Three more random notes:

  • I don’t worry too much about folding or organizing anything within the bin because the first thing I do when I pull out a “new” size of hand-me-downs is to throw it in the laundry. That said, it is vitally important that everything you pack away be freshly laundered — some of earliest stuff I packed away had a super yucky odor to it that makes me hope I wasn’t too careful about it in that crazy first year of being a mom. (In theory you can put moth balls or even just dryer sheets, but you never know — Future Child may be super sensitive to fragrance.)
  • If I have a few “seasonal” cutesy things that he can only wear a few times (for example, a Halloween-specific shirt), I will usually pack that with the smaller size. So, if H is wearing size 3T, he might wear a 4T Halloween shirt this year and again next year when he’s actually in 4T. (Probably not when he’s a 5T, but that’s me.) I do the same with pullover sweaters or sweatshirts, and sometimes with swimming things and other accessory-type things (robes, hats, etc). Where possible, I also try to buy the shirts one size too big, so in a perfect world a single Halloween shirt will get worn four Halloween seasons.
  • I mentioned this above but it’s probably worth a bullet point and a separate discussion — what do you do with unwearable old clothes, either for kids or yourself? Do you donate them to places like Goodwill expecting them to pass along the truly unwearable stuff to be made into rags — or do you take it upon yourself to find a textile recycling program? (Does anyone know if it’s SOP for a charity receiving clothing donations to automatically pass along, say, bras to a women’s shelter, rags to a textile recycling program, and so forth? I.e., one-stop shopping for the would-be donator, if that makes sense?)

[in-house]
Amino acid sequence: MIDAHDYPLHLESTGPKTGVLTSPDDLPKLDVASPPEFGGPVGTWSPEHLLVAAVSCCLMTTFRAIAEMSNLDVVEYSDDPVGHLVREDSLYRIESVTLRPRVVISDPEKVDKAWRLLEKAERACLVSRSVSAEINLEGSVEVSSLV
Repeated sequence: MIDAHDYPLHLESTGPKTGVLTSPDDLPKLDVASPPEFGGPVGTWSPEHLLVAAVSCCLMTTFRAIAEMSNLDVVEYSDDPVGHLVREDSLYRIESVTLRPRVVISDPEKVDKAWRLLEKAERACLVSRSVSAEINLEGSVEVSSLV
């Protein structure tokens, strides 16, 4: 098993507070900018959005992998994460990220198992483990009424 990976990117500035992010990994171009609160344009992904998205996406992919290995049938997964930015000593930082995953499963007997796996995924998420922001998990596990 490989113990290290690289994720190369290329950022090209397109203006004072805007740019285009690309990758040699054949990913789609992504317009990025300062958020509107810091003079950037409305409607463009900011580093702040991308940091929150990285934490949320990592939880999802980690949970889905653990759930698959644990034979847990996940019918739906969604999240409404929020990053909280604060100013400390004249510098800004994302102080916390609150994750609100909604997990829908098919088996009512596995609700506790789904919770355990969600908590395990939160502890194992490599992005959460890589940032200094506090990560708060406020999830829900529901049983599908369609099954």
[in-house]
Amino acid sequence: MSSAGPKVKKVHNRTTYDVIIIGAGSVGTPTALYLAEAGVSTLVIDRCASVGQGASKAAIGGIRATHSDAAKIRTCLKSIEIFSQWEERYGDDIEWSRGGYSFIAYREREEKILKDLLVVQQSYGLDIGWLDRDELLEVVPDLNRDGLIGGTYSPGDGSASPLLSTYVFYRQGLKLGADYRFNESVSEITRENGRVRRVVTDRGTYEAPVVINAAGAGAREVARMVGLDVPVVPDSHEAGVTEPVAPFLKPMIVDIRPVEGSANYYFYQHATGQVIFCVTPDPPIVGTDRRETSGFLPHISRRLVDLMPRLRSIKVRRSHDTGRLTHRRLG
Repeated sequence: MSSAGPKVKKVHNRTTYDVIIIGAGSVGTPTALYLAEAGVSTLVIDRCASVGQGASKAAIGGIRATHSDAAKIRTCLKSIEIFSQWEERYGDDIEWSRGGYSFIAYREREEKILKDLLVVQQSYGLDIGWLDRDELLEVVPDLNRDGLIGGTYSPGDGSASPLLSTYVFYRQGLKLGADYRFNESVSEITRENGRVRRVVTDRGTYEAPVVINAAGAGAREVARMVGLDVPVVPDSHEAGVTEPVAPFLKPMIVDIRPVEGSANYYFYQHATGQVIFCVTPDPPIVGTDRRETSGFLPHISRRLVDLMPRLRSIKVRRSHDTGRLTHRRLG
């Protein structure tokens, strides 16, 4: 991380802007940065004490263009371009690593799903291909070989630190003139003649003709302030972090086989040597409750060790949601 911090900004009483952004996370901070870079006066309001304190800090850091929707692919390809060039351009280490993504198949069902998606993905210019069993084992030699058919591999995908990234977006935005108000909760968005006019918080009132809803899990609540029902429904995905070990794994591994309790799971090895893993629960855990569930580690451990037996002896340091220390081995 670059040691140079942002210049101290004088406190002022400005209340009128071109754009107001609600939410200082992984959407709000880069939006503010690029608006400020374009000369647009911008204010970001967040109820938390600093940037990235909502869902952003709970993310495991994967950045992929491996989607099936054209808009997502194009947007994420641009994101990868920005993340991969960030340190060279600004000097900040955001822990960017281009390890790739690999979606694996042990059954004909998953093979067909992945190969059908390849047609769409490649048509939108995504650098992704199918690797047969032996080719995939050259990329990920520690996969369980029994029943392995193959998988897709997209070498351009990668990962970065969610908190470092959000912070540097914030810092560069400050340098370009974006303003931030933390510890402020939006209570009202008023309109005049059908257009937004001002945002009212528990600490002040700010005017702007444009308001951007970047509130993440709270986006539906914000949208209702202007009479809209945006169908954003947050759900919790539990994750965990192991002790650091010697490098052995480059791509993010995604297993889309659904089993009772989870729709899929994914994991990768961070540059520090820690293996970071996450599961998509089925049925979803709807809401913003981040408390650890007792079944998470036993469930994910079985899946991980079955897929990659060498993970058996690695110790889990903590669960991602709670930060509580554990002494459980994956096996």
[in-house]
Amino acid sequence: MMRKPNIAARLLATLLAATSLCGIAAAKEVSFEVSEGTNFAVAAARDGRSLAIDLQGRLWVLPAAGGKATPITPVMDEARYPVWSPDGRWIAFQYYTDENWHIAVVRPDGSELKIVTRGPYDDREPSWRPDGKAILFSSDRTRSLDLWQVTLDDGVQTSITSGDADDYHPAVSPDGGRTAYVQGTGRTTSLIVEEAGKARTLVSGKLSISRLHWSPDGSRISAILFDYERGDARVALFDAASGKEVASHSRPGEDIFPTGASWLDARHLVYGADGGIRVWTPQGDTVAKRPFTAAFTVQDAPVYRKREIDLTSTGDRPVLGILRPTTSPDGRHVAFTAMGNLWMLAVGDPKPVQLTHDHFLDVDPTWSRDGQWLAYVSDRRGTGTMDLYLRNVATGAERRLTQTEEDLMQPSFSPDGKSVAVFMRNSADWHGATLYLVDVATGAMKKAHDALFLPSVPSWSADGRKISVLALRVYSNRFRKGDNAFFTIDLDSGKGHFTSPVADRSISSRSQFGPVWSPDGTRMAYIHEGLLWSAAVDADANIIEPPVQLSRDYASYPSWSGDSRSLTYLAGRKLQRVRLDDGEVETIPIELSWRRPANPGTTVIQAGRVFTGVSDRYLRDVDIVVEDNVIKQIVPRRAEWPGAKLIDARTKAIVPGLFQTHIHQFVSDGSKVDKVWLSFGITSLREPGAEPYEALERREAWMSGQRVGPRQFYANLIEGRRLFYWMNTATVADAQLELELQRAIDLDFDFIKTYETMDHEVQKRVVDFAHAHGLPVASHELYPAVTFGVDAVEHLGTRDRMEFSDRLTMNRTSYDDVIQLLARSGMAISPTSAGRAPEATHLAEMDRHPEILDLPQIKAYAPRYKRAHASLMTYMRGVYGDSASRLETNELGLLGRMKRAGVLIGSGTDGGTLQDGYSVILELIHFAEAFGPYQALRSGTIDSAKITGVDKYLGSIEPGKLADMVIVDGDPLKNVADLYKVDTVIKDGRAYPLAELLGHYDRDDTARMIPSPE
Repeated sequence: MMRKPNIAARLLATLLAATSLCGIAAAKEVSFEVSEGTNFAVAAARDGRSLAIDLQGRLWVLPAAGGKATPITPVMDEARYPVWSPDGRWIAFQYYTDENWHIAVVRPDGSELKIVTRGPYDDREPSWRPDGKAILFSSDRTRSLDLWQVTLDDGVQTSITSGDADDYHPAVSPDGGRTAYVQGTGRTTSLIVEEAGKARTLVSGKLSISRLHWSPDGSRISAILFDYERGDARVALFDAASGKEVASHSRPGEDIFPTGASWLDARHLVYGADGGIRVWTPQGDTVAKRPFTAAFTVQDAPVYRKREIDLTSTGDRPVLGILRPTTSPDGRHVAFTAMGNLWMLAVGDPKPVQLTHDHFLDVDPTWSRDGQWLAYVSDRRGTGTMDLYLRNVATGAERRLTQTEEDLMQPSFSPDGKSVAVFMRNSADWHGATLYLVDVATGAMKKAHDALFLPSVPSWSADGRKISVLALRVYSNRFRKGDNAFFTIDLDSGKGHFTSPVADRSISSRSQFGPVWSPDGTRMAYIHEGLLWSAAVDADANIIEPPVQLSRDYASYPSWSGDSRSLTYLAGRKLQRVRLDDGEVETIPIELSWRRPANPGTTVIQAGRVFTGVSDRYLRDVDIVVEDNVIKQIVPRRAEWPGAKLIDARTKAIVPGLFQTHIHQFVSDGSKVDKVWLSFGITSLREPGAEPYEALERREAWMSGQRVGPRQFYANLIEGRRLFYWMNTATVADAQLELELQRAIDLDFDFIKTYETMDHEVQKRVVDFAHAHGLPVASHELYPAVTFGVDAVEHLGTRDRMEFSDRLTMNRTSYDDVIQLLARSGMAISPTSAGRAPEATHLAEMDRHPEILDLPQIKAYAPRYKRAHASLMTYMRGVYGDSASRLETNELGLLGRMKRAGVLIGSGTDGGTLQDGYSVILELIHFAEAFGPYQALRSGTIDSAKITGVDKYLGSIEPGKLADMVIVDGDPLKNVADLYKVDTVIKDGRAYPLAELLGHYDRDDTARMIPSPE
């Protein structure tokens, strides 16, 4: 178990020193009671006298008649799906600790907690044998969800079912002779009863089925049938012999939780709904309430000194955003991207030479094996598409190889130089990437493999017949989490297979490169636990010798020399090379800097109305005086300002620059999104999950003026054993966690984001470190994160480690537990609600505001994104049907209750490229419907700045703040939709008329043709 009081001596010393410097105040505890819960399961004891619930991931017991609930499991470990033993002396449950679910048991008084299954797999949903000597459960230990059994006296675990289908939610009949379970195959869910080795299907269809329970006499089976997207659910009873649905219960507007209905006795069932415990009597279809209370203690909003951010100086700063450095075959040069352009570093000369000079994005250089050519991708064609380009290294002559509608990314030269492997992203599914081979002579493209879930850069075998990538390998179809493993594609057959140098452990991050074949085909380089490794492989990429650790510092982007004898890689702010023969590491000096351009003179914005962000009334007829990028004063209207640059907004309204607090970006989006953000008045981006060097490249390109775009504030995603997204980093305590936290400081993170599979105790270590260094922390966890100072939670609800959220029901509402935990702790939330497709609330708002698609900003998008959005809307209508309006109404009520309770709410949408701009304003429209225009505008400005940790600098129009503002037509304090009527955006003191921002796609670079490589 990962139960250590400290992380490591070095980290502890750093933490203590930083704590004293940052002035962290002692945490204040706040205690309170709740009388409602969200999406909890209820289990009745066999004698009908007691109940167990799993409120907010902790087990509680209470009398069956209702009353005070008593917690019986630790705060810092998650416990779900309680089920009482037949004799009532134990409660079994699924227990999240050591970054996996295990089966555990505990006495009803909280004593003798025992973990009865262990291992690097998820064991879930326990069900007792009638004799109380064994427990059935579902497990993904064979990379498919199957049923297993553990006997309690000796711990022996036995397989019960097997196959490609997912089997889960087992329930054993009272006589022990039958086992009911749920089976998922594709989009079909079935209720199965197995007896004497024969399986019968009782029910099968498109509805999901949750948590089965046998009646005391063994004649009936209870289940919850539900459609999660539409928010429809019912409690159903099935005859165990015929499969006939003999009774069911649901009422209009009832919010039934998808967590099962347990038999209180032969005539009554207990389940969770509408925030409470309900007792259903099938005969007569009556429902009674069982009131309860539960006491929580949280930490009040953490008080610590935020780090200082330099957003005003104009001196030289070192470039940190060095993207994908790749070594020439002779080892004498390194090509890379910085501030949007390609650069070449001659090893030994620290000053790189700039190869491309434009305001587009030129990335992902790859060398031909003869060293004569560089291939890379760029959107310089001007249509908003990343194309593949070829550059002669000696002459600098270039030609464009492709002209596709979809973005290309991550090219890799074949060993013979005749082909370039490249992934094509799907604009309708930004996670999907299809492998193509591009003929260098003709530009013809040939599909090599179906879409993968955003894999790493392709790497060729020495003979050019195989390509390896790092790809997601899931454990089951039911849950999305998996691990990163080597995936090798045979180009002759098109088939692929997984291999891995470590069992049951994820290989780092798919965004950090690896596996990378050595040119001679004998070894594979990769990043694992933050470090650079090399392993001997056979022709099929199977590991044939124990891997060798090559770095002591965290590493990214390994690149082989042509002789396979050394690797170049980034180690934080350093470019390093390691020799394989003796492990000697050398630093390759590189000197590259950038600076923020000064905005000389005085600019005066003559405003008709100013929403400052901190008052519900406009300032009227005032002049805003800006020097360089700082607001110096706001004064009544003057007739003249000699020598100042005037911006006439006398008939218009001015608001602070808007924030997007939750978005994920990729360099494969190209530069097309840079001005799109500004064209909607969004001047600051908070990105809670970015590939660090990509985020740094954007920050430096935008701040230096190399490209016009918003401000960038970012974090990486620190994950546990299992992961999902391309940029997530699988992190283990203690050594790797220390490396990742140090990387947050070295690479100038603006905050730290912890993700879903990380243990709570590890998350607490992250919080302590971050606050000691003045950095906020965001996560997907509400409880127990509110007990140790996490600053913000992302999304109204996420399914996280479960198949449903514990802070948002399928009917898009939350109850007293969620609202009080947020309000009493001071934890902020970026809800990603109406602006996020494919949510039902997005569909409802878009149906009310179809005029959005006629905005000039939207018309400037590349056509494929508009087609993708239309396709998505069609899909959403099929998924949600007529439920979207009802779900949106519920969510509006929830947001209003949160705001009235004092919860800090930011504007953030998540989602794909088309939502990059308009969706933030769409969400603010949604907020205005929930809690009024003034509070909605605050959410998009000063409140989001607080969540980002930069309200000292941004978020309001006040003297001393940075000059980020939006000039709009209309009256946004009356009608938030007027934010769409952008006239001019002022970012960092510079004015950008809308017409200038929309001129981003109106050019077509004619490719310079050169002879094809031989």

How about you, readers — how do you store clothes your kids’ have outgrown? Do you save it for Possible Future Child (whether yours or, say, your sister’s child)? Do you strive to donate or sell? How much clothing are you allowing yourself to keep for sentimental reasons? (Has anyone found anything cute/functional to do with old baby clothing, like making a quilt* out of them or whatnot?) (*affiliate link)how to store kids clothes they've outgrown

Picture via Stencil.

What are the best tips for how to store the clothes your kid has outgrown? Whether you've got a baby, toddler, or a Big Kid, holding onto future hand-me-downs or just keeping clothes for sentimental reasons, what are your best tips for storing too-small kids' clothes?

 

Comments

  1. EB0220 says:

    Here’s my “system” if you can call it that. I have 2 daughters, 5 and 3. #1 was born in Feb, #2 was born in July so there’s a slight size/season mismatch.